Housing, Land Use, and Transportation

The decisions we make today regarding housing, land use, and transportation will shape the future of our community for generations to come. Incorporated in 1852, Oakland is located in the heart of the San Francisco Bay Area. It is a city of vibrant, accessible neighborhoods, and a transportation system enabling efficient and non-polluting mobility. Our planning decisions can build on and reinforce these qualities, increasing accessibility for all members of the Oakland community, supporting regional development goals, and making Oakland an even better place to live.


Brooklyn Basin Revitalizing Oakland’s Waterfront - Brooklyn Basin – a much-anticipated, mixed-use waterfront neighborhood – broke ground in March 2014. The project will include 3,100 housing units (including 465 affordable units), 200,000 square feet of commercial space, and 30+ acres of parks and open space with Bay access. Developers Signature Development Group and Zarsion Holdings Group Ltd. will also renovate the 5th Avenue and Clinton Basin marinas, preserve a portion of the historic Ninth Avenue Terminal, and restore wetlands. The project will serve as a new link in the San Francisco Bay Trail, provide bike and pedestrian pathways to Lake Merritt, and create an estimated 10,000 short- and long-term jobs.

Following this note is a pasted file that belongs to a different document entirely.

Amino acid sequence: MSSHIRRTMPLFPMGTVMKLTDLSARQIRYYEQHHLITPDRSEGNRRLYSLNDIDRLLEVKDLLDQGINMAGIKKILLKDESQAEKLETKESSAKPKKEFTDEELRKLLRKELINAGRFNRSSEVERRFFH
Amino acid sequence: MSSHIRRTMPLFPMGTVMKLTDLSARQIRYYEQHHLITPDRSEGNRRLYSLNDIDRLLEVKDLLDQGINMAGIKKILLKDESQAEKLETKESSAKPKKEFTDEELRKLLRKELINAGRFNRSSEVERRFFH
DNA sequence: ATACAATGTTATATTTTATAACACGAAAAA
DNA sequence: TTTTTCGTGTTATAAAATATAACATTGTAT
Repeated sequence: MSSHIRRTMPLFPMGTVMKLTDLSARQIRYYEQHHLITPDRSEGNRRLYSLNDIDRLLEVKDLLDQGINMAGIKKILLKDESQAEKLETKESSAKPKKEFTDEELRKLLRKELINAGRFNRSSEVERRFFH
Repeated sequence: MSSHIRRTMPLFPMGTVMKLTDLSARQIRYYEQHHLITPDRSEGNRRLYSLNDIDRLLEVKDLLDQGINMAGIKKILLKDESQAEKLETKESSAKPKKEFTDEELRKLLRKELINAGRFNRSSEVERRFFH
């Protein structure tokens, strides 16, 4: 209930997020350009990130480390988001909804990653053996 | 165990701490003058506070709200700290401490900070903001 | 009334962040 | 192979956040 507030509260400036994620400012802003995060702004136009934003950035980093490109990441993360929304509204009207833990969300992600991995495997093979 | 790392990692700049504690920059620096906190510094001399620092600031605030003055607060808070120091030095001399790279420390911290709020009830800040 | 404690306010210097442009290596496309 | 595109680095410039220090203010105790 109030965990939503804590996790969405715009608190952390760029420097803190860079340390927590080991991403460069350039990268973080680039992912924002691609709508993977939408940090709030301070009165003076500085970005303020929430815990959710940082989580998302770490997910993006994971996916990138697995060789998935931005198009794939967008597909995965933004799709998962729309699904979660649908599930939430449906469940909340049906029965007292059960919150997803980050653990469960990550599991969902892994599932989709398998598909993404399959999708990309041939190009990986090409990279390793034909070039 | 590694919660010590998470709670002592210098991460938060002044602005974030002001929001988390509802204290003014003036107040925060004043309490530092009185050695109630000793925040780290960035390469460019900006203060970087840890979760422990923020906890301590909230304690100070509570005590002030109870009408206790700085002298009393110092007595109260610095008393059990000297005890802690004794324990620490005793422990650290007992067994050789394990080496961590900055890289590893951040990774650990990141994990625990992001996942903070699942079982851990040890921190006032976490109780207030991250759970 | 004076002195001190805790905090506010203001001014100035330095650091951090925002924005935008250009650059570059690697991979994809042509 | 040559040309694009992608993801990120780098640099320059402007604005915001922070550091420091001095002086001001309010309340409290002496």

Laney College Partnership Supports Job Training, Brings First “Passive House” to Oakland - In a unique collaboration between the City, Laney College, Oakland Rotary, and Passive House CA, a previously burned, blighted, and abandoned home is being retrofitted to the highest standards of energy efficiency and sustainability. The program is teaching valuable building science skills to Laney students while they remodel the home, reusing as many of the materials on-site as possible. The goal of Passive House design is to create a comfortable indoor environment where the new residents will rarely need to use mechanical heating, and will enjoy improved indoor air quality and a healthy home.